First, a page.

- eFUSION U Shuffle 240x320 v1.0.0 S40v3 J2ME Retail-BiNPDA
Combining the huge number of mobile puzzle games with the hopeless addiction most Brits have when it comes to fiddling with their Nokias, Sony Ericssons and Samsungs, the UK should be overflowing with abstract thought brainiacs. The inexplicable popularity of reality TV and Heat magazine, as well as our inability to stack objects neatly at the supermarket checkout is compelling evidence to the contrary, however.
If only the nation could get sidetracked by just a few minutes of U-Shuffle's addictive delights, we would be turning out Noble Prize winners and astro-physicists by the truckload. Maybe then all those famous-for-five-minutes pop tarts and methadone tattooed rock-and-roll clichés peddling self-love and pity would fade into yellowing newsprint like a bad dream.
Or at least that's our hope, but we're probably exaggerating U-Shuffle's mind-exercising benefits a tad. Of course, that doesn't mean it isn't a wonderfully-addictive lobe-twisting stonker of a puzzle game.
Following the time-honoured tradition of matching shapes/colours/numbers and what-have-you, U-Shuffle has you matching three blocks in a grid to make them disappear. The twist here is that you only need to do this once or twice per level. That and the fact that it's fiendishly difficult.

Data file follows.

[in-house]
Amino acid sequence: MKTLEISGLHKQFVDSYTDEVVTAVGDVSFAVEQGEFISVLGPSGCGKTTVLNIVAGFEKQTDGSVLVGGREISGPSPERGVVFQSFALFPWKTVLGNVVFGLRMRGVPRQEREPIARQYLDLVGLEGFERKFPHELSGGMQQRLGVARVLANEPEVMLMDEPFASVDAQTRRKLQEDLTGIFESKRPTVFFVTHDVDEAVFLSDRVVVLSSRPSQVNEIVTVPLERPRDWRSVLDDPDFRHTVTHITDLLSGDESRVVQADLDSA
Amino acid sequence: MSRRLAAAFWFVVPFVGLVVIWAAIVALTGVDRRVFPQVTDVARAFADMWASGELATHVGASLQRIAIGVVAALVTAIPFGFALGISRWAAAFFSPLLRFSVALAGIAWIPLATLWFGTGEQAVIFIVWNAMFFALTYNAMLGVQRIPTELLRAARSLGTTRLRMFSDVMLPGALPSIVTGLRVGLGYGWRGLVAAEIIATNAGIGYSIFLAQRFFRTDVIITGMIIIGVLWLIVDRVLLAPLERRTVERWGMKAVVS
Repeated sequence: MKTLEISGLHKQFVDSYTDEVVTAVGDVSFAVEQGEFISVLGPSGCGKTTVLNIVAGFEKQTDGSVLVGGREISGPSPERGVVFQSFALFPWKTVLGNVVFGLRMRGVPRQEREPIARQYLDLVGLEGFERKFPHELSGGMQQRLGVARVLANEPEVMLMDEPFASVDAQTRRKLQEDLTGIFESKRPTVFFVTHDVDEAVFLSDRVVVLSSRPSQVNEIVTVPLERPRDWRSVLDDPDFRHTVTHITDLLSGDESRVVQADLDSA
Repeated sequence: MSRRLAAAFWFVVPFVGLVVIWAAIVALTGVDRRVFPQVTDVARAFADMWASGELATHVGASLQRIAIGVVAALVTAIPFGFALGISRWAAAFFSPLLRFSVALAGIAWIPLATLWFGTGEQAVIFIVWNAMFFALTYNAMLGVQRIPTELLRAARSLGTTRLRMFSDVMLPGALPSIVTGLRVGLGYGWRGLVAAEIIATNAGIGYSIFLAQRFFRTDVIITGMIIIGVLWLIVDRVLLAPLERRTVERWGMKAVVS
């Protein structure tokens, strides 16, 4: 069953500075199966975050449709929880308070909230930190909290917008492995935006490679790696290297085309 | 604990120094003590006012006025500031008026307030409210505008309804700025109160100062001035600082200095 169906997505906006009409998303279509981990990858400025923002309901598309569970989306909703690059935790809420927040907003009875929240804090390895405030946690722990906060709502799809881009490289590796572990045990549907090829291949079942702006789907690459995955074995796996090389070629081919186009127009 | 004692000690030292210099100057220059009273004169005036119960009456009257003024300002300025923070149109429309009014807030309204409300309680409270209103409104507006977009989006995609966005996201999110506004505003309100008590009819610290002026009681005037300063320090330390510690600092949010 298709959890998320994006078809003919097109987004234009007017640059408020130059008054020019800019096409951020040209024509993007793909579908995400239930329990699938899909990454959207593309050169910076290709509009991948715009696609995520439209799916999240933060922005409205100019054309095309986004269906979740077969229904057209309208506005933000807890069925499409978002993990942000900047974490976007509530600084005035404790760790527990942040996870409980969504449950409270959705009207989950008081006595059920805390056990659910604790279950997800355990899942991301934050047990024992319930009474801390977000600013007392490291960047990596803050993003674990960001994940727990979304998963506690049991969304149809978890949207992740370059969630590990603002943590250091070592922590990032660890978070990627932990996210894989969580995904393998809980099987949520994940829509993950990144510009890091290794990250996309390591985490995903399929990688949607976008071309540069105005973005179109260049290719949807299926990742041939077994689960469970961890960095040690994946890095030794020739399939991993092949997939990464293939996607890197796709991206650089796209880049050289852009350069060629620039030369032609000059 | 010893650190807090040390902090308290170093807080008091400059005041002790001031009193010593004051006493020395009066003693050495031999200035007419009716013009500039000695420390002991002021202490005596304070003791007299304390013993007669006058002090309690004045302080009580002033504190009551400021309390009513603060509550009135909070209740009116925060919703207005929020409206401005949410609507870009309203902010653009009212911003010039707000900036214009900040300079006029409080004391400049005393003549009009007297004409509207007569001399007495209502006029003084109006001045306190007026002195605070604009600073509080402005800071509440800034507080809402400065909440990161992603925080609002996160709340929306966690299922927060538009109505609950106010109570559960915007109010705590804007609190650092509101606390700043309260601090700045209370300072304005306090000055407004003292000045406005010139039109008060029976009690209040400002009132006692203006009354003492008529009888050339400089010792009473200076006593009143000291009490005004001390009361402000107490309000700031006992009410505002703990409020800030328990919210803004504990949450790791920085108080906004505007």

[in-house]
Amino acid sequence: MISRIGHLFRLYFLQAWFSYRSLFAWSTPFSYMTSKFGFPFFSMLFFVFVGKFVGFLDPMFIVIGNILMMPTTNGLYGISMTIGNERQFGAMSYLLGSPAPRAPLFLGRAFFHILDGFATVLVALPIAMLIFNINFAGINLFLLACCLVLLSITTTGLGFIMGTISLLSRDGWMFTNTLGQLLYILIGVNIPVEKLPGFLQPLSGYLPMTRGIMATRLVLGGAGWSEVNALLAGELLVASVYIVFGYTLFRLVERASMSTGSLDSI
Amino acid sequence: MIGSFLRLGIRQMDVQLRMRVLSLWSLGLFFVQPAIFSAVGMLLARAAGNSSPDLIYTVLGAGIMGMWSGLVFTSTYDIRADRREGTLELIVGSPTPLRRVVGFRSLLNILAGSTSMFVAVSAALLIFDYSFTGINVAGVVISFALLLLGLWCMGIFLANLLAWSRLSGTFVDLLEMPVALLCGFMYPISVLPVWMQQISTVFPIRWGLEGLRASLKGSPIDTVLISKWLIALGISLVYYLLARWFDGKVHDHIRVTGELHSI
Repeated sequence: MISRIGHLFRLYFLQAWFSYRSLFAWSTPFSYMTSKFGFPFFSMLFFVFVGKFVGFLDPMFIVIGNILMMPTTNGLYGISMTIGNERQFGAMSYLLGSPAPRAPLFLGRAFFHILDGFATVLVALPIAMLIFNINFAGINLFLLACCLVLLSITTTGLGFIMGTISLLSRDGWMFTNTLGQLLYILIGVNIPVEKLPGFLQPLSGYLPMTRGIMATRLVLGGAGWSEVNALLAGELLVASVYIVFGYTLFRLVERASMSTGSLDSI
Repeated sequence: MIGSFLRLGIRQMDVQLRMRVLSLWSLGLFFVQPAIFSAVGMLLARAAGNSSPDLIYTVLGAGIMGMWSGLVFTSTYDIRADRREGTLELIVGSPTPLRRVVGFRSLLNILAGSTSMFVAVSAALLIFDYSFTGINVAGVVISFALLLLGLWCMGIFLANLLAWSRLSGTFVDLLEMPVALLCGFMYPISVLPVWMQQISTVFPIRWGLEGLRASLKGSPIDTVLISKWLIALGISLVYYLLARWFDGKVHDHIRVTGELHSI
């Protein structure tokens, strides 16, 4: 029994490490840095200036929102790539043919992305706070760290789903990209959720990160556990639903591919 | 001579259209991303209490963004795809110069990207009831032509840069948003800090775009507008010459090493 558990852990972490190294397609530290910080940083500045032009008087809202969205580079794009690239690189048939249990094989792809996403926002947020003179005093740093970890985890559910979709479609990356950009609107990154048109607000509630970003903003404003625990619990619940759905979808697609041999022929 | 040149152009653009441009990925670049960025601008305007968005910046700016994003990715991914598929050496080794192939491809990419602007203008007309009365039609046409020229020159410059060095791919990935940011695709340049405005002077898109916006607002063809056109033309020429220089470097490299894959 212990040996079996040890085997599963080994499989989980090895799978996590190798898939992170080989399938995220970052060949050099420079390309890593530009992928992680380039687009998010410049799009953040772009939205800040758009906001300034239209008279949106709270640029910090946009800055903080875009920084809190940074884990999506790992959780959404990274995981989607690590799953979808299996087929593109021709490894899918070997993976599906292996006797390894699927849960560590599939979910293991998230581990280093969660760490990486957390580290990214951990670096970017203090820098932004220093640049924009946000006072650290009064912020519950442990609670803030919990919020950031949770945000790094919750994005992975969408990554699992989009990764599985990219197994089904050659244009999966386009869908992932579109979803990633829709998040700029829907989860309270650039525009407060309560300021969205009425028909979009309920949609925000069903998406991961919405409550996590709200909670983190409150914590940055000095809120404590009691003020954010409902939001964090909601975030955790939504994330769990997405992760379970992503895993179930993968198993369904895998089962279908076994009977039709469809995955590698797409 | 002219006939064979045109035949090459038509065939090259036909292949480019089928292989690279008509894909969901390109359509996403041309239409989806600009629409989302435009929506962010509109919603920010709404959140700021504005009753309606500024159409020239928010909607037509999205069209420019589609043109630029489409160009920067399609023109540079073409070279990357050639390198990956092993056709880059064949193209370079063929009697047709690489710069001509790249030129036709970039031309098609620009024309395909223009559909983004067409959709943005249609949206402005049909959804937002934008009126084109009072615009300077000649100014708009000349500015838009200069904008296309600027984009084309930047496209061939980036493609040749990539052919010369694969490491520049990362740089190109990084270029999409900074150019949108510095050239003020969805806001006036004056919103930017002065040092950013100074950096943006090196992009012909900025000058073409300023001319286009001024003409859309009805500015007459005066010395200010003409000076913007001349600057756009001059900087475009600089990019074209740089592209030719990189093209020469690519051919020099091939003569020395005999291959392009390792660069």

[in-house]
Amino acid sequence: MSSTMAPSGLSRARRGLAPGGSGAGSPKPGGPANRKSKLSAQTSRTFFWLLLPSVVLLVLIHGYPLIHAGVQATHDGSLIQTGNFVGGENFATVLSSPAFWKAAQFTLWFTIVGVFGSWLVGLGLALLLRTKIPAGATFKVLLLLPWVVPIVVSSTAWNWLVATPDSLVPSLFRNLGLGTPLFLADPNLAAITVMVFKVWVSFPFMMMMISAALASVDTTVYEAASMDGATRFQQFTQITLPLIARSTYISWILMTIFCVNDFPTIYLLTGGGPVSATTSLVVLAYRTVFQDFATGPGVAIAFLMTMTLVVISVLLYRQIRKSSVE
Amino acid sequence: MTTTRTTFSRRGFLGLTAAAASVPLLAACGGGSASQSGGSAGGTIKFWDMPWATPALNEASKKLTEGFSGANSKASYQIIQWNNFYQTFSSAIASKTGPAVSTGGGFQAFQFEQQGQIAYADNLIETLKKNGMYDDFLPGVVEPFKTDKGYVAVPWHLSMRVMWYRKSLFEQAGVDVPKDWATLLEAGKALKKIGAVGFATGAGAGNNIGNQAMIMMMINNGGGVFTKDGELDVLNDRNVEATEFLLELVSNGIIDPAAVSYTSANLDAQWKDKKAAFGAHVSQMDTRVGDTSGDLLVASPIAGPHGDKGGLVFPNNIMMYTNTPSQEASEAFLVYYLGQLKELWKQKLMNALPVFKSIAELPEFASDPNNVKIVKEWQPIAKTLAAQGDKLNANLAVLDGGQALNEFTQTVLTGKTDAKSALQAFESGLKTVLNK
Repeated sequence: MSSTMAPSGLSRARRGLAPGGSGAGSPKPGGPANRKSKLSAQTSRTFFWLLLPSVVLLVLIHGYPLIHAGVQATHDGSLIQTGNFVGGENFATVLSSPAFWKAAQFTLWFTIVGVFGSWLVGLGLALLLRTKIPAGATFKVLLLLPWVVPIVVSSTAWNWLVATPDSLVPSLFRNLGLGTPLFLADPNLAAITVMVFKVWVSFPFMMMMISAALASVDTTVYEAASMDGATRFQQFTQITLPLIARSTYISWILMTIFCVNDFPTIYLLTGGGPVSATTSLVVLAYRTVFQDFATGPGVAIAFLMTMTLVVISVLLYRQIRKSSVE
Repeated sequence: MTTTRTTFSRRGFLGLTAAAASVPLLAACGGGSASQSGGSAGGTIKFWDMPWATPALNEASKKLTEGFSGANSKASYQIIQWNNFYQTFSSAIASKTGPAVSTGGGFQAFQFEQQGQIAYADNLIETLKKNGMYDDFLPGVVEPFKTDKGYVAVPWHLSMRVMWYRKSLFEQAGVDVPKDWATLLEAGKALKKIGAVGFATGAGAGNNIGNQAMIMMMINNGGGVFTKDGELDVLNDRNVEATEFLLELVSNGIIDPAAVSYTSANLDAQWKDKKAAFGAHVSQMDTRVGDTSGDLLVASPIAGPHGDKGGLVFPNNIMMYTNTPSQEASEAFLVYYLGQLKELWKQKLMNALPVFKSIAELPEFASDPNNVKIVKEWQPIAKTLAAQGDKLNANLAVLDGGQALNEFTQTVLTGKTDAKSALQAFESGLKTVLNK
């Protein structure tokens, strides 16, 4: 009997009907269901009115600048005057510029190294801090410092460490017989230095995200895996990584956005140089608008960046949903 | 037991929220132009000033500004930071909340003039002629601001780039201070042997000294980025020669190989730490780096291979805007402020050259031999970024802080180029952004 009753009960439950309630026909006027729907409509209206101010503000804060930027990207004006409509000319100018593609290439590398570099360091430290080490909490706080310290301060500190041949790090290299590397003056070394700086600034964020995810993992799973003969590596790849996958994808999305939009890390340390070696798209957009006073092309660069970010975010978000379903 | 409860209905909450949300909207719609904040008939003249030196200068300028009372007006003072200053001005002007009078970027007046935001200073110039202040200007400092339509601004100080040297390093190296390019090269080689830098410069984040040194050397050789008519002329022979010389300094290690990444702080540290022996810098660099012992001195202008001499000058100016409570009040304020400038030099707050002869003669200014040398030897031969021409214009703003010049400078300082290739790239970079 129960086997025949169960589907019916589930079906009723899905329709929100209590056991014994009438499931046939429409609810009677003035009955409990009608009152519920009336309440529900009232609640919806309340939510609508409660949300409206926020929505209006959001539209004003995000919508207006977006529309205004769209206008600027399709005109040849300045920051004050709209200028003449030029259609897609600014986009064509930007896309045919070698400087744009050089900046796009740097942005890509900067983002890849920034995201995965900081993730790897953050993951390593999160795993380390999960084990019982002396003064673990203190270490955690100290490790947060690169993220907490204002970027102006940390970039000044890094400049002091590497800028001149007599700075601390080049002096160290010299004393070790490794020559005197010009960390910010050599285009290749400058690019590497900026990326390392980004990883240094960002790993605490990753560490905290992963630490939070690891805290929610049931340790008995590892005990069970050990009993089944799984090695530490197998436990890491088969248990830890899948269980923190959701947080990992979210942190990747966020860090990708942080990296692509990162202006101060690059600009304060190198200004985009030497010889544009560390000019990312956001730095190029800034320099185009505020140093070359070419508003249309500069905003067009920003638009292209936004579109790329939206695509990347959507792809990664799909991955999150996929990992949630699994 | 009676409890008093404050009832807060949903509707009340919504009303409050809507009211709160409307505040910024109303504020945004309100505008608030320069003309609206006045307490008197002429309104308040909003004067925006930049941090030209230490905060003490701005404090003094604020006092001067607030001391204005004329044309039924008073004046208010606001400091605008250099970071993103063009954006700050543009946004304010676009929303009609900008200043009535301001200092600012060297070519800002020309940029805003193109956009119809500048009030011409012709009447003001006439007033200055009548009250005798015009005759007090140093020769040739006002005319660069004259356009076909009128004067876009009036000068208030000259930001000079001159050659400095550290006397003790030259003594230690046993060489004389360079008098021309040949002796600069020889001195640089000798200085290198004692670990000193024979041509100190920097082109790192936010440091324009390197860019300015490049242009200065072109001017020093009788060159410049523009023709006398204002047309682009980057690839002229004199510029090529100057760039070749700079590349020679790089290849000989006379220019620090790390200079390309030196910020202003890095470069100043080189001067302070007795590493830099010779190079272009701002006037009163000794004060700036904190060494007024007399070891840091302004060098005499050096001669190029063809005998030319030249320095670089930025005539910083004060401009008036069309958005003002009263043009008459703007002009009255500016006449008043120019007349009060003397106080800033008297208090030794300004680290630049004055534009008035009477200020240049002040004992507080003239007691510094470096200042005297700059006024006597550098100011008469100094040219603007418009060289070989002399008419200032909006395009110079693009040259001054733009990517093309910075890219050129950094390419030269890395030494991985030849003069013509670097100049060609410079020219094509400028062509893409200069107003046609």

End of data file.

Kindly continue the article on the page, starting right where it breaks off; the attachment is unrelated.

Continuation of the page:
Each level takes place on a nature-themed grid, which includes blocks that can be moved but not matched, blocks that can be moved and matched (usually emblazoned with animal icons), and blocks that can't move and can't be matched.
The number of blocks in a level doesn't increases from start to finish and when you choose to move any block in a particular direction, all of the other movable blocks will move in that direction on the grid, too. In conjunction with the stationary blocks, this makes aligning the matchable blocks a remarkably difficult task.
As you progress, things only get trickier. Multiple sets of matchable blocks are introduced to the mix, as well as hazards such as off-map holes that blocks can be lost through.
In this manner, U-Shuffle pushes your forward-planning skills to breaking point, making any success feel satisfying and well deserved.
Special mention also needs to be made of the audio, which doesn't feature songs but rather a series of tones that sound whenever you move the blocks in a particular way. It makes for a much less repetitive offering than the endlessly looped affairs typical of the puzzle genre, although even it can become irksome after a while. Visually, meanwhile, the game is never less than pleasantly detailed, with rocks gleaming and onscreen animations sliding around gracefully.
The overall presentation is similarly accomplished and the inclusion of a map of grids to work around provides a robust structure and sense of progression. If there's one notable flaw it's that endlessly and randomly pushing blocks around will, in some cases, result in you matching the correct blocks.
Due to the inclusion of a time limit and some touch-to-avoid hazards (in the later levels) however, this tactic isn't one that really undermines the game.
Ultimately, then, U-Shuffle achieves what is becoming increasingly difficult to do in an overpopulated market: it offers something fresh, fun and addictive and thus earns its place alongside other puzzlers at the top of the pile.
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